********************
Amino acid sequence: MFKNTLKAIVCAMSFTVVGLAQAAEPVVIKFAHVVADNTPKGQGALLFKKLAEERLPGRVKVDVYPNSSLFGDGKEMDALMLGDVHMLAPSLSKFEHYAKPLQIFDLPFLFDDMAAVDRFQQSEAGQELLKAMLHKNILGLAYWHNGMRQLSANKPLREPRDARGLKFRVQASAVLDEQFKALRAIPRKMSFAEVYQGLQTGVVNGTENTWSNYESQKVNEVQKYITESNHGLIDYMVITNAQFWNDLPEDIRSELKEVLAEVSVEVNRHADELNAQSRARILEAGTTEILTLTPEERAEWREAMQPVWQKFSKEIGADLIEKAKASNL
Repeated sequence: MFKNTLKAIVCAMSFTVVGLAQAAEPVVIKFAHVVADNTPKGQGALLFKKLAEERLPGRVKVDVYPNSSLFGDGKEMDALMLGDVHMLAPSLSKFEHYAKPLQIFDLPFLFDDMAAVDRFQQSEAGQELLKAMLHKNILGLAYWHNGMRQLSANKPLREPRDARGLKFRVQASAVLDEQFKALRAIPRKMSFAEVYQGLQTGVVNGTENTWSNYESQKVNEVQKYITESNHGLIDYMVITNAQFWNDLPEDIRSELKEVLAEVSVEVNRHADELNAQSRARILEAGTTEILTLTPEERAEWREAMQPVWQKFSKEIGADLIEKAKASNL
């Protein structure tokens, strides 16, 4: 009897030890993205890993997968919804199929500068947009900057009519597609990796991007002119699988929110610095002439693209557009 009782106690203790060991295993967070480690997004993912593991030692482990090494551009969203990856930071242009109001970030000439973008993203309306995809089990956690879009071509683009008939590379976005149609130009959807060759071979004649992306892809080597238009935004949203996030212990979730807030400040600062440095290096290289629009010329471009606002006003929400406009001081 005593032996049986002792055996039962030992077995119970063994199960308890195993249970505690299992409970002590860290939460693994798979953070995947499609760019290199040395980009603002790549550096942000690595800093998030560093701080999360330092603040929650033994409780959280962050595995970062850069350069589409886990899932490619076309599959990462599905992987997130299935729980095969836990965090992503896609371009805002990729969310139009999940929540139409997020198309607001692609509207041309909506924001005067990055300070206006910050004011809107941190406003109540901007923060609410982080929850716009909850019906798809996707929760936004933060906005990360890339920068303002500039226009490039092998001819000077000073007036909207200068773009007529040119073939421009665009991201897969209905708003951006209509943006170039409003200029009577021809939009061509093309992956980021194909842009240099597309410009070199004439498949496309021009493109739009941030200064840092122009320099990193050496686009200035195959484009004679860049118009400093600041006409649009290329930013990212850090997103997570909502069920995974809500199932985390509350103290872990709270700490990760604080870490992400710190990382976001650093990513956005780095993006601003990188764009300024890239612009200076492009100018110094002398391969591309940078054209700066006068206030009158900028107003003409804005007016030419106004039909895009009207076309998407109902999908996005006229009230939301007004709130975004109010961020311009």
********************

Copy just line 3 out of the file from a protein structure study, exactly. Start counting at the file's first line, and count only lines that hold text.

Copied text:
């Protein structure tokens, strides 16, 4: 009897030890993205890993997968919804199929500068947009900057009519597609990796991007002119699988929110610095002439693209557009 009782106690203790060991295993967070480690997004993912593991030692482990090494551009969203990856930071242009109001970030000439973008993203309306995809089990956690879009071509683009008939590379976005149609130009959807060759071979004649992306892809080597238009935004949203996030212990979730807030400040600062440095290096290289629009010329471009606002006003929400406009001081 005593032996049986002792055996039962030992077995119970063994199960308890195993249970505690299992409970002590860290939460693994798979953070995947499609760019290199040395980009603002790549550096942000690595800093998030560093701080999360330092603040929650033994409780959280962050595995970062850069350069589409886990899932490619076309599959990462599905992987997130299935729980095969836990965090992503896609371009805002990729969310139009999940929540139409997020198309607001692609509207041309909506924001005067990055300070206006910050004011809107941190406003109540901007923060609410982080929850716009909850019906798809996707929760936004933060906005990360890339920068303002500039226009490039092998001819000077000073007036909207200068773009007529040119073939421009665009991201897969209905708003951006209509943006170039409003200029009577021809939009061509093309992956980021194909842009240099597309410009070199004439498949496309021009493109739009941030200064840092122009320099990193050496686009200035195959484009004679860049118009400093600041006409649009290329930013990212850090997103997570909502069920995974809500199932985390509350103290872990709270700490990760604080870490992400710190990382976001650093990513956005780095993006601003990188764009300024890239612009200076492009100018110094002398391969591309940078054209700066006068206030009158900028107003003409804005007016030419106004039909895009009207076309998407109902999908996005006229009230939301007004709130975004109010961020311009």